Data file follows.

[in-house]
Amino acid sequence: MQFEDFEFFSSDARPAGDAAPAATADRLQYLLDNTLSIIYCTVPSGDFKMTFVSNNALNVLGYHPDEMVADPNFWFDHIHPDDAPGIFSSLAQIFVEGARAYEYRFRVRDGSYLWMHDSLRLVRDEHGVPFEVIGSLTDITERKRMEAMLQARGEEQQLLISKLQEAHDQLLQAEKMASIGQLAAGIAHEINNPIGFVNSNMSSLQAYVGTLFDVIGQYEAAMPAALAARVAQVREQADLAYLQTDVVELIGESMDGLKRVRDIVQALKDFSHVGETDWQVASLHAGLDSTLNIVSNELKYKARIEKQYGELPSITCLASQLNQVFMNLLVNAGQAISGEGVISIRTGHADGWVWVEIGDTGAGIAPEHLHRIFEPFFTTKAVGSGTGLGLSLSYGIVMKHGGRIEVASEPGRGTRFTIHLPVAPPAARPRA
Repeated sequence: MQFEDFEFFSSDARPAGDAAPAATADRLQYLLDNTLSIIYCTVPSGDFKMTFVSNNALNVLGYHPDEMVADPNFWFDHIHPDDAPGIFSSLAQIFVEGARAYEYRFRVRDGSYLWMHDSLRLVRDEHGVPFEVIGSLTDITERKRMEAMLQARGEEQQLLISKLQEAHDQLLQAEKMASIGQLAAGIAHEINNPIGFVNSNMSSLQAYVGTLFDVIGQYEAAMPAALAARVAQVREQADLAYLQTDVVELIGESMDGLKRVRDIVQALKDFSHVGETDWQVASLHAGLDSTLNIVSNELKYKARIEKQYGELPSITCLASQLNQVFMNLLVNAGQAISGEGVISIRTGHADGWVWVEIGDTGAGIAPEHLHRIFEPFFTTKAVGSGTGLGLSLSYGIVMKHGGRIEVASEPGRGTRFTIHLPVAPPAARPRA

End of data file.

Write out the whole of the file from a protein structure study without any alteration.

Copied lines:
[in-house]
Amino acid sequence: MQFEDFEFFSSDARPAGDAAPAATADRLQYLLDNTLSIIYCTVPSGDFKMTFVSNNALNVLGYHPDEMVADPNFWFDHIHPDDAPGIFSSLAQIFVEGARAYEYRFRVRDGSYLWMHDSLRLVRDEHGVPFEVIGSLTDITERKRMEAMLQARGEEQQLLISKLQEAHDQLLQAEKMASIGQLAAGIAHEINNPIGFVNSNMSSLQAYVGTLFDVIGQYEAAMPAALAARVAQVREQADLAYLQTDVVELIGESMDGLKRVRDIVQALKDFSHVGETDWQVASLHAGLDSTLNIVSNELKYKARIEKQYGELPSITCLASQLNQVFMNLLVNAGQAISGEGVISIRTGHADGWVWVEIGDTGAGIAPEHLHRIFEPFFTTKAVGSGTGLGLSLSYGIVMKHGGRIEVASEPGRGTRFTIHLPVAPPAARPRA
Repeated sequence: MQFEDFEFFSSDARPAGDAAPAATADRLQYLLDNTLSIIYCTVPSGDFKMTFVSNNALNVLGYHPDEMVADPNFWFDHIHPDDAPGIFSSLAQIFVEGARAYEYRFRVRDGSYLWMHDSLRLVRDEHGVPFEVIGSLTDITERKRMEAMLQARGEEQQLLISKLQEAHDQLLQAEKMASIGQLAAGIAHEINNPIGFVNSNMSSLQAYVGTLFDVIGQYEAAMPAALAARVAQVREQADLAYLQTDVVELIGESMDGLKRVRDIVQALKDFSHVGETDWQVASLHAGLDSTLNIVSNELKYKARIEKQYGELPSITCLASQLNQVFMNLLVNAGQAISGEGVISIRTGHADGWVWVEIGDTGAGIAPEHLHRIFEPFFTTKAVGSGTGLGLSLSYGIVMKHGGRIEVASEPGRGTRFTIHLPVAPPAARPRA